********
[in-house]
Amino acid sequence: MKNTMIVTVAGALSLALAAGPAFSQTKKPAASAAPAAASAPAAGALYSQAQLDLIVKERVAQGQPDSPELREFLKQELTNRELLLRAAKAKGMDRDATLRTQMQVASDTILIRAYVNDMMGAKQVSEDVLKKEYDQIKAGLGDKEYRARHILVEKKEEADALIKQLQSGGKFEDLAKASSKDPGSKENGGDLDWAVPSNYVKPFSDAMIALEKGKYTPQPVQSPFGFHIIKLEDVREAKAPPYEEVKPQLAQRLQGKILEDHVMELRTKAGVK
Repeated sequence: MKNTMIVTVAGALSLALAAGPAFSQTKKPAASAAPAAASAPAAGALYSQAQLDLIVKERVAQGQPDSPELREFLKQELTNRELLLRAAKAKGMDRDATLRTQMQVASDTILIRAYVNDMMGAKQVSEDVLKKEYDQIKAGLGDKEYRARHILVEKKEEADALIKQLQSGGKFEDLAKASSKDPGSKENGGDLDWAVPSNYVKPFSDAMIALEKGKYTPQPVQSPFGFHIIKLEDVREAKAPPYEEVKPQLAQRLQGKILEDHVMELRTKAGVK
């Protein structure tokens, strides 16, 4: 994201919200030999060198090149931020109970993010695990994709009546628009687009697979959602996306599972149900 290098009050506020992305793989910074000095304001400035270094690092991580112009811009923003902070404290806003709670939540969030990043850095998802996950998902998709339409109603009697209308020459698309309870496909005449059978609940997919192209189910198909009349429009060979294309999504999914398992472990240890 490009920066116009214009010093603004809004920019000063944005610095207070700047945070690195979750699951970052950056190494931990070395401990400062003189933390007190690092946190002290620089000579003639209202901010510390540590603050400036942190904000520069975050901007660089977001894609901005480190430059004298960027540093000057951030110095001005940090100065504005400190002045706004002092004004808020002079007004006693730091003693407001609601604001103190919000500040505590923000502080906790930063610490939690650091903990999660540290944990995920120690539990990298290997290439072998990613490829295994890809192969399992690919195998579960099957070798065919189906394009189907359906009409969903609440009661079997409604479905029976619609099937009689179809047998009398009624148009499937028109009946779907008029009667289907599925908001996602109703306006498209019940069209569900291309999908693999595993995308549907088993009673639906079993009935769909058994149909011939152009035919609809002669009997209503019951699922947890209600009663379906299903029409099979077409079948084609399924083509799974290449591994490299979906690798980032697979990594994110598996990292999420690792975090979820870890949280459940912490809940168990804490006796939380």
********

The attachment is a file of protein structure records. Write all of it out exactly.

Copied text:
[in-house]
Amino acid sequence: MKNTMIVTVAGALSLALAAGPAFSQTKKPAASAAPAAASAPAAGALYSQAQLDLIVKERVAQGQPDSPELREFLKQELTNRELLLRAAKAKGMDRDATLRTQMQVASDTILIRAYVNDMMGAKQVSEDVLKKEYDQIKAGLGDKEYRARHILVEKKEEADALIKQLQSGGKFEDLAKASSKDPGSKENGGDLDWAVPSNYVKPFSDAMIALEKGKYTPQPVQSPFGFHIIKLEDVREAKAPPYEEVKPQLAQRLQGKILEDHVMELRTKAGVK
Repeated sequence: MKNTMIVTVAGALSLALAAGPAFSQTKKPAASAAPAAASAPAAGALYSQAQLDLIVKERVAQGQPDSPELREFLKQELTNRELLLRAAKAKGMDRDATLRTQMQVASDTILIRAYVNDMMGAKQVSEDVLKKEYDQIKAGLGDKEYRARHILVEKKEEADALIKQLQSGGKFEDLAKASSKDPGSKENGGDLDWAVPSNYVKPFSDAMIALEKGKYTPQPVQSPFGFHIIKLEDVREAKAPPYEEVKPQLAQRLQGKILEDHVMELRTKAGVK
């Protein structure tokens, strides 16, 4: 994201919200030999060198090149931020109970993010695990994709009546628009687009697979959602996306599972149900 290098009050506020992305793989910074000095304001400035270094690092991580112009811009923003902070404290806003709670939540969030990043850095998802996950998902998709339409109603009697209308020459698309309870496909005449059978609940997919192209189910198909009349429009060979294309999504999914398992472990240890 490009920066116009214009010093603004809004920019000063944005610095207070700047945070690195979750699951970052950056190494931990070395401990400062003189933390007190690092946190002290620089000579003639209202901010510390540590603050400036942190904000520069975050901007660089977001894609901005480190430059004298960027540093000057951030110095001005940090100065504005400190002045706004002092004004808020002079007004006693730091003693407001609601604001103190919000500040505590923000502080906790930063610490939690650091903990999660540290944990995920120690539990990298290997290439072998990613490829295994890809192969399992690919195998579960099957070798065919189906394009189907359906009409969903609440009661079997409604479905029976619609099937009689179809047998009398009624148009499937028109009946779907008029009667289907599925908001996602109703306006498209019940069209569900291309999908693999595993995308549907088993009673639906079993009935769909058994149909011939152009035919609809002669009997209503019951699922947890209600009663379906299903029409099979077409079948084609399924083509799974290449591994490299979906690798980032697979990594994110598996990292999420690792975090979820870890949280459940912490809940168990804490006796939380």